managers seemed satisfied at the result of the crushing.  About fifteen
men were washing alluvial, and, from all he could learn, were doing fairly
well.  Altogether there were about 100 men, 26 women, and some children at
the Cross, and all seemed in good spirits.  There was a plentiful supply
of water.  The Kookerdine tank held 5 ft 6 in., and Fraser's South tank
was full.  He was informed that the Fraser's would not be ready to resume
crushing for a month, when it was expected that the necessary repairs
would be completed.  He visited Parker's Range on May 26 and 27.  There
were 22 men on the field, and all was orderly.  There was a plentiful
supply of fresh water.  On arrival at Golden Valley, about the 29th May,
he found that the place was practically deserted, only two hotel keepers
and their families remaining.  There was a plentiful supply of water.  He
reports that there was no sickness on any part of the field.  He found a
plentiful supply of water along the road when returning, and the road
itself was in fair order, excepting between Belmunger and York.  He met
six waggons [sic] and four carts heavily laden, en route to the
goldfields, and also 31 men proceeding to the same place.  He considers
that the well and pump erected by McAlister, about two miles from the York
end of Hunt's dam, are a good piece of work.  He considers that if a
couple of fenced wells with pumps, were constructed along the road, it
would put an end to any further complaint concerning the York route.
During his trip he heard no complaints either along the road or on the




We hear, says the European Mail of May 9th, that a syndicate has been
formed with a capital of £10,000 in 100 shares of £100 each, one-half of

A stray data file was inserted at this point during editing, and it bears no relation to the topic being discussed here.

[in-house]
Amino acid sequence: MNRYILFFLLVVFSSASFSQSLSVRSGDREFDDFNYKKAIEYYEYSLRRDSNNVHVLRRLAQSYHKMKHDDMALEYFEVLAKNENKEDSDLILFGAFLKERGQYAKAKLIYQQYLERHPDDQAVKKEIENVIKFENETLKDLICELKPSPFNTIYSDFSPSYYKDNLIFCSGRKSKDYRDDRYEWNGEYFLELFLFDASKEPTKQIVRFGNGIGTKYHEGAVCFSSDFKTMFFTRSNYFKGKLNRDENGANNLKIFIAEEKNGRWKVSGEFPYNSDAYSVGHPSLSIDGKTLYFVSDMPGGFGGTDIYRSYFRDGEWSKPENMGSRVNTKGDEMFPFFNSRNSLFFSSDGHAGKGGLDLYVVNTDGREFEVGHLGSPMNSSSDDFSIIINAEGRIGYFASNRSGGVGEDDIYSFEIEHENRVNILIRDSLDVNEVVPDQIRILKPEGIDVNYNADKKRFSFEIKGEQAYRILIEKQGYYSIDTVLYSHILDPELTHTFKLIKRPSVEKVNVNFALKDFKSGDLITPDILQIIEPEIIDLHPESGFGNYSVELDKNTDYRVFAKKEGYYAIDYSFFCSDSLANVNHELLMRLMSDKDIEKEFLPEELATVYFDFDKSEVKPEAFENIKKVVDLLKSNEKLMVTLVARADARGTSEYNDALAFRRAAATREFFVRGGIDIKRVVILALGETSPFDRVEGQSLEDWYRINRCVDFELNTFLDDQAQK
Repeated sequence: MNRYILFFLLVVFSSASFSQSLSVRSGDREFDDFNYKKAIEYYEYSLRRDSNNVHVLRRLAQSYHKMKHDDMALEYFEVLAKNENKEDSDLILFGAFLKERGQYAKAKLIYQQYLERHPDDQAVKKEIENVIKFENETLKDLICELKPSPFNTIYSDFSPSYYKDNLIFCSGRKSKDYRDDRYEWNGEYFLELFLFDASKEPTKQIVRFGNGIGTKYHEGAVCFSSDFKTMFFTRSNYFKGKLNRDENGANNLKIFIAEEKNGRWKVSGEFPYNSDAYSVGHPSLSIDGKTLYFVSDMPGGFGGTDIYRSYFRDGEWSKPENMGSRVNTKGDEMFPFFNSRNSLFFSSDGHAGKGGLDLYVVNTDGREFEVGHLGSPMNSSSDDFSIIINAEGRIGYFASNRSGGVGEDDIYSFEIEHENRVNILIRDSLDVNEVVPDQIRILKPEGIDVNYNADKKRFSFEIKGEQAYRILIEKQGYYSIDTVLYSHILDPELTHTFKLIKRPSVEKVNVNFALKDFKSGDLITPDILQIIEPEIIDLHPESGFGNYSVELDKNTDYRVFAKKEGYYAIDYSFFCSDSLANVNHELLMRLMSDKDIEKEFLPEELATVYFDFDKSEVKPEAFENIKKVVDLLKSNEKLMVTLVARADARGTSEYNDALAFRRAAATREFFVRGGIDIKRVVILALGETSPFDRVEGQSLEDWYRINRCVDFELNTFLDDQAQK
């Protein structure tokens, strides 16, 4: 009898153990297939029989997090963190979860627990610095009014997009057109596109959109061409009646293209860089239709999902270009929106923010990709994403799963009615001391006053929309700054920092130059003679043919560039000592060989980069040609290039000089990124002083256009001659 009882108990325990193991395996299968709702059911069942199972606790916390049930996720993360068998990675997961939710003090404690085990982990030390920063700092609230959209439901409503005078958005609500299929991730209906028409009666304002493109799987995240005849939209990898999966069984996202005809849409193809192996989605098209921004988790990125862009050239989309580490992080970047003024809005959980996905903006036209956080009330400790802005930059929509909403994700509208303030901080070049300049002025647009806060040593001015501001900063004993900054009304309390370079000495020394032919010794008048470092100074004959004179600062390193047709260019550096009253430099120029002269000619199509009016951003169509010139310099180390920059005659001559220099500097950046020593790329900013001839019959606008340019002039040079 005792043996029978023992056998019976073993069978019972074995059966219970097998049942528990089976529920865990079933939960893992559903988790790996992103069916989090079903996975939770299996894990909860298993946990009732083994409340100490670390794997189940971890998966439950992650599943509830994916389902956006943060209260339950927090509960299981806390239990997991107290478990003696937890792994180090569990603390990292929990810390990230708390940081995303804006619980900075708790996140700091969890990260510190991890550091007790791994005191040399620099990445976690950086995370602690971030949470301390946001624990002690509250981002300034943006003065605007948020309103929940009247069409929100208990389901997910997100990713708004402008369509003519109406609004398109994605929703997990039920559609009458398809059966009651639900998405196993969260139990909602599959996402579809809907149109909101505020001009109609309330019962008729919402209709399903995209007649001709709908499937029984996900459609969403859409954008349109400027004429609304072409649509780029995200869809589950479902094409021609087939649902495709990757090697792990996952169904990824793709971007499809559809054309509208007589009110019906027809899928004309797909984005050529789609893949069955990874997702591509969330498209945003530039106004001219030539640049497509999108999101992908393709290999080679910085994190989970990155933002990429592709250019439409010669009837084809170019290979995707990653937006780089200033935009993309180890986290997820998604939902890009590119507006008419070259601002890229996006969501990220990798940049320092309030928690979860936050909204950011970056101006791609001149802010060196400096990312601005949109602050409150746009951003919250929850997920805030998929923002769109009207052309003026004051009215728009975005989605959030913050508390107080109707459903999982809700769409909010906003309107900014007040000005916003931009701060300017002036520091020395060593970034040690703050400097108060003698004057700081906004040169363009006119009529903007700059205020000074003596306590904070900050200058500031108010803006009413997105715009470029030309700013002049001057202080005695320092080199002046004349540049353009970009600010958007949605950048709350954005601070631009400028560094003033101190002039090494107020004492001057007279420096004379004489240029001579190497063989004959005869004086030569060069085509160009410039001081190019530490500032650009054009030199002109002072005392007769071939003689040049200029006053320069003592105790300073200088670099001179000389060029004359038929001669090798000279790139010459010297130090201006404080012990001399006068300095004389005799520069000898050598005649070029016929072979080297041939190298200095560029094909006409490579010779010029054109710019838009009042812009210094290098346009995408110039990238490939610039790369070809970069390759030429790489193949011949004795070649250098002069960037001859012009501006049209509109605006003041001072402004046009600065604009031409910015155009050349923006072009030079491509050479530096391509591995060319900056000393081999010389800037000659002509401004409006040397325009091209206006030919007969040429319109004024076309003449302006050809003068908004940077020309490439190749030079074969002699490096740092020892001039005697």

which will be payable on subscription, and the balance as the committee
shall direct, to assist Mr John Calvert in his gold search in Western
Australia.  Mr Calvert, who is a well-known mining expert, avows that in
no place as he come upon so rich and extraordinary a gold "bunch" as
during his expedition in Western Australia.  Within a very limited area,
he says, there is a veritable treasure, in the shape of a deposit of gold,
which, from what he saw on the ground, and from samples he brought away,
he roughly estimates at from 4 to 4 1/2 millions sterling.  This, Mr
Calvert says, "is what was in sight — it would be difficult to estimate
how far this 'bunch' went down, but perhaps not far."  The district where
this outcrop occurs, owing chiefly to the absence of water, has hitherto
remained unexplored, except by Mr Calvert, who, with the knowledge and
experience he has already gained, is now prepared to organise, and
undertake charge of, an immediate expedition to secure this treasure.  Mr
Calvert thinks he may accomplished this at a cost of £6,000, but he
stipulates that not less than £10,000, shall be subscribed, as he wishes
to provide for all possible contingencies, in order to bring the
expedition to a successful issue.  The money subscribed, or so much of it
as may be required, will be devoted solely to the payment of actual
expenses necessary for the expedition, and the remuneration of Mr Calvert,
and of all parties interested in the result, will be entirely dependent
upon the success of the undertaking.

The memorandum from which we have gleaned the above particulars for the
says that the whole treasure will be consigned to the Bank of England in
the names of a committee of five members, three of which shall be
nominated by the syndicate and two by Mr Calvert.  Out of the proceeds of
the venture the subscribers shall first be paid whatever money they have
advanced, together with a bonus of three times that amount, and Mr Calvert
shall be paid a like sum.  Thus, supposing the expenses amount to, say,
£7,500, the syndicate would receive, in addition to the unexpended balance
(£2,500), the return of the whole outlay, together with a bonus of three
times that amount, say, £30,000.  If the venture comes off as expected, Mr
Calvert is to receive £30,000, and out of the balance of profits realised,
the syndicate is to receive 50 per cent. and Mr Calvert and the promoters
50 per cent. The agreement between the syndicate and Mr John Calvert, who
has sailed for Western Australia, is to be seen at the office of Mr H. B.
Roberts, the solicitor to the company, 6 Queen Anne's Gate, Westminster,
where copies of the memorandum and articles of association of the company
can be obtained on payment of one shilling for each copy.